Welcome to Gay Pride Month, a 30-day celebration that creeps in like a kitten and thunders out like a gorilla. Around the world, gay people and their allies spend the first three weeks at symposia, reading hours, and panel discussions the media conveniently ignore. When June ends with parades commemorating the ’69 Stonewall Riots that spawned the gay movement, though, cameras will take interest because pride celebrations make great TV. Who can resist sitting out a commercial break for a closer look at, say, burly jocks got up like Susan Boyle (my bet as this year’s new icon), nearly naked kids bouncing on floats, or a cadre of lesbian bikers? Mark my word: June 30’s coverage will tease these sorts of images for all they’re worth simply to glue viewers to their sets.

As Stonewall’s 40th anniversary opens the movement’s fifth decade, one expects the media will provide more substantial chronicles of its advances, setbacks, and struggles. The time required for such retrospectives, however, will result in preaching to the choir, as disengaged and disdainful audiences will pass them by for glimpses of sensational parade footage. The “closer look” they get will be the same clichés the media’s hyped for 40 years, bringing disengaged and disdainful audiences no closer at all. They won’t get closer looks at PFLAG marchers, same-sex couples and families, or welcoming churches valiantly obeying Luke 14.23: “Go out to the roads and country lanes and make them come in, so that my house will be full.” (More likely, they’ll see curbside clutches of misguided Christians waving “Go to Hell” placards like the cold, unlighted torches they are.)

Another Sunday

Once again, Tuesday reviews of Monday’s coverage will bring the same question: how can we raise our neighbors’ estimation of us if the media keep to the low road? The issues are too knotty to untangle. Freedom of expression twists around inaccurate, imbalanced representation. Defiance of rejection and drive for tolerance gnarl into crossed purposes. High-strung hijinks teasing homophobic clichés unravel into rope securing the very myths they taunt. While others continue picking apart the political and social strands lost in the jumble, gay believers are blessed with a better solution. Our witness of God’s love and acceptance lifts us above controversy, making every day a pride celebration. And while we embrace and honor the defiance displayed at Stonewall, we rejoice in another Sunday long before June 29, 1969. Our pride and confidence—our rights and victory—were established by the ultimate display of defiance, when Christ stepped out of His tomb to defeat sin and death forever.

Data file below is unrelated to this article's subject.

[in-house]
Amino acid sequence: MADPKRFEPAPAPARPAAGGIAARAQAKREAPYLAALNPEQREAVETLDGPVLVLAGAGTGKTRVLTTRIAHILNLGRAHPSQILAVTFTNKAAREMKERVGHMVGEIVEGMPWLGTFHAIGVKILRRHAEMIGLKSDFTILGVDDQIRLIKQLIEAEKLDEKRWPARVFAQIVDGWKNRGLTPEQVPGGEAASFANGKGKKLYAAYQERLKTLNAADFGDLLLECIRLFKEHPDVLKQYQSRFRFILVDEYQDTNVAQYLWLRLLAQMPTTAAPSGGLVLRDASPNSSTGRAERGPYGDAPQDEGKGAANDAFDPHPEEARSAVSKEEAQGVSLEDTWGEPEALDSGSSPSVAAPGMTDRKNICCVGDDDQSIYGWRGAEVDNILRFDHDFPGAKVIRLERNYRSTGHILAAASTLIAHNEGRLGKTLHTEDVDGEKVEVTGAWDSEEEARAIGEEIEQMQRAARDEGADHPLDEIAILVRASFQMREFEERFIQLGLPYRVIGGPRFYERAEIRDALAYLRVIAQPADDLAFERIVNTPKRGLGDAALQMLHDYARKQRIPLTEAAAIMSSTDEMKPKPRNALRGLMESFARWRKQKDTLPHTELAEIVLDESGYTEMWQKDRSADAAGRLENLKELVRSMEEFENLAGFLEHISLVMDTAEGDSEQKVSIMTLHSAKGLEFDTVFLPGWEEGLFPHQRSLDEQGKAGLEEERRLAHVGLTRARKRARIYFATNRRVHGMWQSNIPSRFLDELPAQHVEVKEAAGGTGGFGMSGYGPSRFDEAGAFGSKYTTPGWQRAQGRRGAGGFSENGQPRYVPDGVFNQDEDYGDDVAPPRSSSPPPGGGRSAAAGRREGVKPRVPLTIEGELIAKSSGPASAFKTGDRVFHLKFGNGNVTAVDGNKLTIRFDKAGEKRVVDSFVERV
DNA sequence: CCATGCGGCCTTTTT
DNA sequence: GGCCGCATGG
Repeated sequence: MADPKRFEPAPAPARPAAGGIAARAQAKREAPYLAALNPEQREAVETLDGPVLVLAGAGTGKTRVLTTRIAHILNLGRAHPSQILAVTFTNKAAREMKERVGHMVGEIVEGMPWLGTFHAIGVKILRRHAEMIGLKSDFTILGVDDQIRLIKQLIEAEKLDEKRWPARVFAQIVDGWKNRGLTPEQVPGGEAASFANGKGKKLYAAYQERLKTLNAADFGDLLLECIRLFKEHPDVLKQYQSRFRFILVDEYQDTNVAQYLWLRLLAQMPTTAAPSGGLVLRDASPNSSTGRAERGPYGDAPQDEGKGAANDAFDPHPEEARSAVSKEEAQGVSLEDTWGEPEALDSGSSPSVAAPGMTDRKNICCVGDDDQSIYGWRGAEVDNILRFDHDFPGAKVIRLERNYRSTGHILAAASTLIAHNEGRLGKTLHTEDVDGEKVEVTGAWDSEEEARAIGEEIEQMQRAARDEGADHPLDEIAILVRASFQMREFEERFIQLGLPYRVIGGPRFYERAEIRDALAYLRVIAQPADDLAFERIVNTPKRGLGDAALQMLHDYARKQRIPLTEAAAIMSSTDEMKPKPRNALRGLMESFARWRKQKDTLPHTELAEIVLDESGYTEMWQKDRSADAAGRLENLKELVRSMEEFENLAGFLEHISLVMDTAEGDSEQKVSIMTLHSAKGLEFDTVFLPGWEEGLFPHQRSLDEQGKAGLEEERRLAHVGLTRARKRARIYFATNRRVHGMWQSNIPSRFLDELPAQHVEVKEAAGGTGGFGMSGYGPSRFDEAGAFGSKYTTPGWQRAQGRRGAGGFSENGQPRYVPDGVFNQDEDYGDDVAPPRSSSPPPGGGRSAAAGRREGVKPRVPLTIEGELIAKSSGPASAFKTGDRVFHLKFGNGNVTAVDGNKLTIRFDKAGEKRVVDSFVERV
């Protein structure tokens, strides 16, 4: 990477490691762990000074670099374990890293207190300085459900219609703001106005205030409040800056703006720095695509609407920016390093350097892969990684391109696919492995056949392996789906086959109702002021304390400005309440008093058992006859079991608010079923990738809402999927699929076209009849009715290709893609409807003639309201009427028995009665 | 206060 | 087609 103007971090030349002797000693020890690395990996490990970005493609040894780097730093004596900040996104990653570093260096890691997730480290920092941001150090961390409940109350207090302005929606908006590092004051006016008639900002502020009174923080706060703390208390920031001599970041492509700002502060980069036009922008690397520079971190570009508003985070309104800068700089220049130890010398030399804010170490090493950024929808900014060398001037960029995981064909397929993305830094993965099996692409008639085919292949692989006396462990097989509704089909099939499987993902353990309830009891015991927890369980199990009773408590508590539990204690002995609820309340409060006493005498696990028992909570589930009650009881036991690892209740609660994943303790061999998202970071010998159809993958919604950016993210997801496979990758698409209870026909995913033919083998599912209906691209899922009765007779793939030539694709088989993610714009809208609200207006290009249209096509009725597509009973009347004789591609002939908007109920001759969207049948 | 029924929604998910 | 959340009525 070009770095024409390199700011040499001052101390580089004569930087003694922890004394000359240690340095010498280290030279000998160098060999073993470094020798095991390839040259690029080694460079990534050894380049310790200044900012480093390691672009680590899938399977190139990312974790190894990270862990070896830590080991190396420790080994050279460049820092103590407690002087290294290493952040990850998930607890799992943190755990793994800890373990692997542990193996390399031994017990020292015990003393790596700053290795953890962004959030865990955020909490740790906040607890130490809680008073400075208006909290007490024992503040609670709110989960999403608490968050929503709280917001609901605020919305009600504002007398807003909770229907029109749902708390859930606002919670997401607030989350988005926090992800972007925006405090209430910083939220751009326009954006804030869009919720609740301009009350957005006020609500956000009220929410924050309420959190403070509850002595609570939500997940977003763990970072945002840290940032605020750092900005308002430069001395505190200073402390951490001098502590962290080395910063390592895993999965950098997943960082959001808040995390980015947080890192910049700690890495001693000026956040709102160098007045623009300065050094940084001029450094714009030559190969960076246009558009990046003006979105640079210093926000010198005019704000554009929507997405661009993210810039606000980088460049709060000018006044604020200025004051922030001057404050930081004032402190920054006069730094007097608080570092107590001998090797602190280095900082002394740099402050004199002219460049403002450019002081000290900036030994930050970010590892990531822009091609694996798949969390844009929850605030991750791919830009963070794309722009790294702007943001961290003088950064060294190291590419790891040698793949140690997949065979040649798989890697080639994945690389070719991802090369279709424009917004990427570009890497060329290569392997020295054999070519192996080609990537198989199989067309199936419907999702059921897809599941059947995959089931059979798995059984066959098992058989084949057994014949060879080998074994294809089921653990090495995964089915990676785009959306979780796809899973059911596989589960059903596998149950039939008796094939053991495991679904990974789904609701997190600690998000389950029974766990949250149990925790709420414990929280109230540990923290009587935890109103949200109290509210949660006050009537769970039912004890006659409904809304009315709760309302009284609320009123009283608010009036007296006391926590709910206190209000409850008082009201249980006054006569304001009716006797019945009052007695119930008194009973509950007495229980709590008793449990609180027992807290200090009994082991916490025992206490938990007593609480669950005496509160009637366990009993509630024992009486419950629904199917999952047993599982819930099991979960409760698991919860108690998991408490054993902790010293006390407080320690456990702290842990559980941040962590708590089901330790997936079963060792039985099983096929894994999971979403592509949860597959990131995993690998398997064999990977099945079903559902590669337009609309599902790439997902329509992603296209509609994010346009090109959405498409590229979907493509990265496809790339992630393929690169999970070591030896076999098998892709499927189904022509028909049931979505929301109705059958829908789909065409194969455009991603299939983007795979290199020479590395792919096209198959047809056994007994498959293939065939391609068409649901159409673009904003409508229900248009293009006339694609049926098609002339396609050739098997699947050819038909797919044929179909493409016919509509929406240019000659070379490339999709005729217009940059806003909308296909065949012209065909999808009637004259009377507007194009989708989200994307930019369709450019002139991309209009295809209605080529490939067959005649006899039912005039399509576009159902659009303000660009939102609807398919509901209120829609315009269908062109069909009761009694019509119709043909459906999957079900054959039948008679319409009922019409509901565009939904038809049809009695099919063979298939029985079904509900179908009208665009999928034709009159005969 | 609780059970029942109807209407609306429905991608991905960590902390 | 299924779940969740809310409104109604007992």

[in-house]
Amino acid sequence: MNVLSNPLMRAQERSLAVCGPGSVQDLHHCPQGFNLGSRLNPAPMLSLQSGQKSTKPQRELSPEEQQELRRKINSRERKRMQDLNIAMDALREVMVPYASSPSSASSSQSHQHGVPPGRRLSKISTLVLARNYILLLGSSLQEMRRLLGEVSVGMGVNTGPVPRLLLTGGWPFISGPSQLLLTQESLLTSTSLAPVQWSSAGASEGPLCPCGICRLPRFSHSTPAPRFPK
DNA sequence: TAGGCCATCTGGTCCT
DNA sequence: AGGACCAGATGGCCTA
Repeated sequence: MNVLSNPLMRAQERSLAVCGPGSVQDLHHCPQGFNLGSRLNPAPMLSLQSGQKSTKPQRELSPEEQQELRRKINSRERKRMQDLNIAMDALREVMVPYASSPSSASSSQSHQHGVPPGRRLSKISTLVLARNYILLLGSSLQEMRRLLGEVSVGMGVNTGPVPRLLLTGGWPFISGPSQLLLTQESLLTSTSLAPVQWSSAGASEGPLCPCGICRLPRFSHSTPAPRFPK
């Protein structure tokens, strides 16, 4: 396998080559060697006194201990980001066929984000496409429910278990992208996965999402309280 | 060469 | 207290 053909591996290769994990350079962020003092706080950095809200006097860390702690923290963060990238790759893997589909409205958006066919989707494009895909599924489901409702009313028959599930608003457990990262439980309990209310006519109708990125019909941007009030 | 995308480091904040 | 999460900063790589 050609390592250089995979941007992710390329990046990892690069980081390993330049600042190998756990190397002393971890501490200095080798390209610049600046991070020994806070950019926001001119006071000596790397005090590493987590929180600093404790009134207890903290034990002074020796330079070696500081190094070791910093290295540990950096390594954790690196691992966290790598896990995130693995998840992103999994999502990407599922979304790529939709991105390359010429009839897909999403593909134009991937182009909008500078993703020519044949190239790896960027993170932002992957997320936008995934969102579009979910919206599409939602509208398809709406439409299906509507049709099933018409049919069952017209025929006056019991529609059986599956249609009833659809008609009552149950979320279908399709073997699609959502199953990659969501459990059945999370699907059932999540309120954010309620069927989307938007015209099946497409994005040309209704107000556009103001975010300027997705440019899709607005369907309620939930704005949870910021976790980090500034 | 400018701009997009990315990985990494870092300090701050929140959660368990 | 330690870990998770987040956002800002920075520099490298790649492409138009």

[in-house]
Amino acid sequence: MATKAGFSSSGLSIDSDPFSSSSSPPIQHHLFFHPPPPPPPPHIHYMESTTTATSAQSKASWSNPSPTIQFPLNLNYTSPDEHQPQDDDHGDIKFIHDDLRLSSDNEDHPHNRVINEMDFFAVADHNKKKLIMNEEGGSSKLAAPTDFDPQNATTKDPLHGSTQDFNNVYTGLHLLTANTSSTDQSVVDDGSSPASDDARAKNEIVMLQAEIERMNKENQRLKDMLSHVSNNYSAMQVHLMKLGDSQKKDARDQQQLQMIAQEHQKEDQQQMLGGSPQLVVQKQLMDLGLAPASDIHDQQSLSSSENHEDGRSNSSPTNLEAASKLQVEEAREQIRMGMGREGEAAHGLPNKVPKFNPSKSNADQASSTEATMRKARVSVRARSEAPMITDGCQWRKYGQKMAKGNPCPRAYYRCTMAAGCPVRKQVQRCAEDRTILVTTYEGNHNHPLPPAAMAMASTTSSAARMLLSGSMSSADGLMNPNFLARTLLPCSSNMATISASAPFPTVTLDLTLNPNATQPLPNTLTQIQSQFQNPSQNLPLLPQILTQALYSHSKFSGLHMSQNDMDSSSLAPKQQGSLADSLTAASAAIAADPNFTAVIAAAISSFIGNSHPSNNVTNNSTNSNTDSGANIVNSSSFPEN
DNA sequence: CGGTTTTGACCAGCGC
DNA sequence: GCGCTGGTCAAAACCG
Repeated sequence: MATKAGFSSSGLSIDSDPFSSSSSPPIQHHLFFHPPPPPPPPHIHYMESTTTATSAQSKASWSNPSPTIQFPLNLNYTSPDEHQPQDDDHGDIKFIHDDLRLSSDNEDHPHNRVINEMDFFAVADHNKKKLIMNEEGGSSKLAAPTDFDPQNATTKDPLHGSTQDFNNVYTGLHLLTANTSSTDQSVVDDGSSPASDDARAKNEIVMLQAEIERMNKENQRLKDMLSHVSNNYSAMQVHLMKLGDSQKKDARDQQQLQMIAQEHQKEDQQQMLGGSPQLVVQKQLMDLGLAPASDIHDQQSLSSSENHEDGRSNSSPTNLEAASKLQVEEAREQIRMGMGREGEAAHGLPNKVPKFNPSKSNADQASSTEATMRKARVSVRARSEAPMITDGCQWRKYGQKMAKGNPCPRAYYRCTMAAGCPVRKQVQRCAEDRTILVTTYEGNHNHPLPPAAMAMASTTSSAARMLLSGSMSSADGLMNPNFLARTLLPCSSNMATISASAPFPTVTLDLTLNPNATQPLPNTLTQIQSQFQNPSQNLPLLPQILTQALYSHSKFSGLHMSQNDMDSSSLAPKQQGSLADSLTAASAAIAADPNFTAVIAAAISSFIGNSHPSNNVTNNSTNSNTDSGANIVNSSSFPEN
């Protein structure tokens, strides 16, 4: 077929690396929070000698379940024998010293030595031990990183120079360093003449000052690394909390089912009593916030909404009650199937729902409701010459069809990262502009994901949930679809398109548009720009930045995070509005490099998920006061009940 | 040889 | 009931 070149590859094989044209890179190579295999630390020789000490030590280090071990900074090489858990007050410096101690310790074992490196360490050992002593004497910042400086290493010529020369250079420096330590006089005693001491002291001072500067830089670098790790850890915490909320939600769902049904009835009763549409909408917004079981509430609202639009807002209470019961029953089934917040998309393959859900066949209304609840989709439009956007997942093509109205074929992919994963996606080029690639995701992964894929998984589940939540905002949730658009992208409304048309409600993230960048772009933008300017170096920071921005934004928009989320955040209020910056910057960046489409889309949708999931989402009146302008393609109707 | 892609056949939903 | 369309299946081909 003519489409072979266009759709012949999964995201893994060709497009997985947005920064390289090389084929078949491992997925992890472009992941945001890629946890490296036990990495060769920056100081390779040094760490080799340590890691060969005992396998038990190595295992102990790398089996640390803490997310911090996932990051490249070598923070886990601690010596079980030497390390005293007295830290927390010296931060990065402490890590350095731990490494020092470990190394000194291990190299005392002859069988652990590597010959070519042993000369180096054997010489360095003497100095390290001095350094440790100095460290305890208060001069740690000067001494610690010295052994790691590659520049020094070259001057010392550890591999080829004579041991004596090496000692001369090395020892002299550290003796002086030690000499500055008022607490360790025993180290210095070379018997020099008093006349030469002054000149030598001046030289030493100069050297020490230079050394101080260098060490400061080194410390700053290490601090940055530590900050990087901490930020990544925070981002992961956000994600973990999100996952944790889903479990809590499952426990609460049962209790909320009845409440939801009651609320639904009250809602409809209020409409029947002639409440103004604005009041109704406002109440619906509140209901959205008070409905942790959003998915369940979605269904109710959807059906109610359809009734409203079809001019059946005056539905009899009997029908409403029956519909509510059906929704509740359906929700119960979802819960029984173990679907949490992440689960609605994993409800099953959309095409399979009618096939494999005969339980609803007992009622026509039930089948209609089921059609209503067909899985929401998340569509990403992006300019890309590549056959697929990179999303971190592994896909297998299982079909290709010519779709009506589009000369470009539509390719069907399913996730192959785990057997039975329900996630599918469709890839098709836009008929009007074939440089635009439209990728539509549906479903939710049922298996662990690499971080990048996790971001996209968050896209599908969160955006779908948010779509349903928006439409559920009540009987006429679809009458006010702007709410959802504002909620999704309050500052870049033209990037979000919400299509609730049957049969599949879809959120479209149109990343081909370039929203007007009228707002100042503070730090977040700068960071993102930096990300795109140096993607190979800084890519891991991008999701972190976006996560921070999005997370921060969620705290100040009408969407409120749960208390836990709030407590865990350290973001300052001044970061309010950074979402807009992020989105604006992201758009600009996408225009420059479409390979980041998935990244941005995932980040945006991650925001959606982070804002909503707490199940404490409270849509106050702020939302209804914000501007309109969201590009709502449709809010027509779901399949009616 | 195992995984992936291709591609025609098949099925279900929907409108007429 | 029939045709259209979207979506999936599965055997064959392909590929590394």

God Pride

Believers challenged by minority status—not only orientation, ethnicity, gender, and class, but less discussed inhibitors like family, social, and professional standing—by all means should reverse the flow of prejudice by claiming its target as a source of pride. But we should also be cognizant our minority pride nests inside our majority status as one of billions created in our Maker’s likeness. Awareness we’re as we are and where we are because He willed it so entitles us to celebrate God pride. Realizing the enormous sacrifice He undertook to restore His pride in our making reframes our self-image in a fresh, powerful context. In Ephesians 2.6, Paul writes, “God raised us up with Christ and seated us with him in the heavenly realms in Christ Jesus.” That’s an image that definitely merits a closer look. Christ’s triumph over sin and death seats us with God in heavenly places, high above minority strife, above downcast stereotypes, above the short reach of fear-inflamed hatred.

God pride protects us to present His love to others. David—possibly the most hated, misjudged man in the Bible—says in Psalm 3.3: “You are a shield around me, O LORD; you bestow glory on me and lift up my head.” I urge all of us—gay and straight, female and male, from every ethnicity, class, profession, and background—to march through Gay Pride Month and every other month with heads lifted in God pride. It’s important for us and even more important for others. In verse 7, Paul explains God raises us to sit with Him to “show the incomparable riches of his grace, expressed in his kindness to us in Christ Jesus.” Since the media can’t possibly capture God’s grace and kindness to us, our pride as His children is the only way others will ever get a close look at Him.

Annual celebrations of minority pride are nested inside God pride that all believers celebrate year-‘round.

(Tomorrow: Tireless)

Tuesday, June 2, 2009

Above All Else

Above all else, guard your heart, for it is the wellspring of life.